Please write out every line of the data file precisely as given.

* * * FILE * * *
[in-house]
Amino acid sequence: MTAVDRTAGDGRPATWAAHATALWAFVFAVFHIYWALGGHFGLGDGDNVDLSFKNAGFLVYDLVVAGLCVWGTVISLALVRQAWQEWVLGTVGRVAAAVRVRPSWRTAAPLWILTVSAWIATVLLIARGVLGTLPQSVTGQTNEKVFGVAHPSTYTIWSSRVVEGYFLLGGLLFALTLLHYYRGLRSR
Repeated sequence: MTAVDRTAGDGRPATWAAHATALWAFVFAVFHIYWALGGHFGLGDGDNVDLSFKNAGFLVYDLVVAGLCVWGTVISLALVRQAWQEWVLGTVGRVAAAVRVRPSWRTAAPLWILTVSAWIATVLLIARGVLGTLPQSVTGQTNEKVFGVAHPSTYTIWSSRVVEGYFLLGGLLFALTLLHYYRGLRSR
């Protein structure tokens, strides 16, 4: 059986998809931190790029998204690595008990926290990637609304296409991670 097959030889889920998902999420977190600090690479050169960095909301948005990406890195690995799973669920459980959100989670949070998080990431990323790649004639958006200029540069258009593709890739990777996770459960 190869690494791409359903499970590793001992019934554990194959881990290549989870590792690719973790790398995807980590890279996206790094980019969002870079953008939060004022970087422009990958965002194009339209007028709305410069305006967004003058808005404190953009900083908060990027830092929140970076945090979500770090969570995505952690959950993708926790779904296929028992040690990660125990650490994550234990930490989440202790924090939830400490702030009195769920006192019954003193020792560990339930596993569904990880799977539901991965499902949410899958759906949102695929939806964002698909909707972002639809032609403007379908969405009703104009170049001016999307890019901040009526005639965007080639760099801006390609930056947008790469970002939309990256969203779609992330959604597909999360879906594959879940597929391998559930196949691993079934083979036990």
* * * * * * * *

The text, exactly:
[in-house]
Amino acid sequence: MTAVDRTAGDGRPATWAAHATALWAFVFAVFHIYWALGGHFGLGDGDNVDLSFKNAGFLVYDLVVAGLCVWGTVISLALVRQAWQEWVLGTVGRVAAAVRVRPSWRTAAPLWILTVSAWIATVLLIARGVLGTLPQSVTGQTNEKVFGVAHPSTYTIWSSRVVEGYFLLGGLLFALTLLHYYRGLRSR
Repeated sequence: MTAVDRTAGDGRPATWAAHATALWAFVFAVFHIYWALGGHFGLGDGDNVDLSFKNAGFLVYDLVVAGLCVWGTVISLALVRQAWQEWVLGTVGRVAAAVRVRPSWRTAAPLWILTVSAWIATVLLIARGVLGTLPQSVTGQTNEKVFGVAHPSTYTIWSSRVVEGYFLLGGLLFALTLLHYYRGLRSR
């Protein structure tokens, strides 16, 4: 059986998809931190790029998204690595008990926290990637609304296409991670 097959030889889920998902999420977190600090690479050169960095909301948005990406890195690995799973669920459980959100989670949070998080990431990323790649004639958006200029540069258009593709890739990777996770459960 190869690494791409359903499970590793001992019934554990194959881990290549989870590792690719973790790398995807980590890279996206790094980019969002870079953008939060004022970087422009990958965002194009339209007028709305410069305006967004003058808005404190953009900083908060990027830092929140970076945090979500770090969570995505952690959950993708926790779904296929028992040690990660125990650490994550234990930490989440202790924090939830400490702030009195769920006192019954003193020792560990339930596993569904990880799977539901991965499902949410899958759906949102695929939806964002698909909707972002639809032609403007379908969405009703104009170049001016999307890019901040009526005639965007080639760099801006390609930056947008790469970002939309990256969203779609992330959604597909999360879906594959879940597929391998559930196949691993079934083979036990």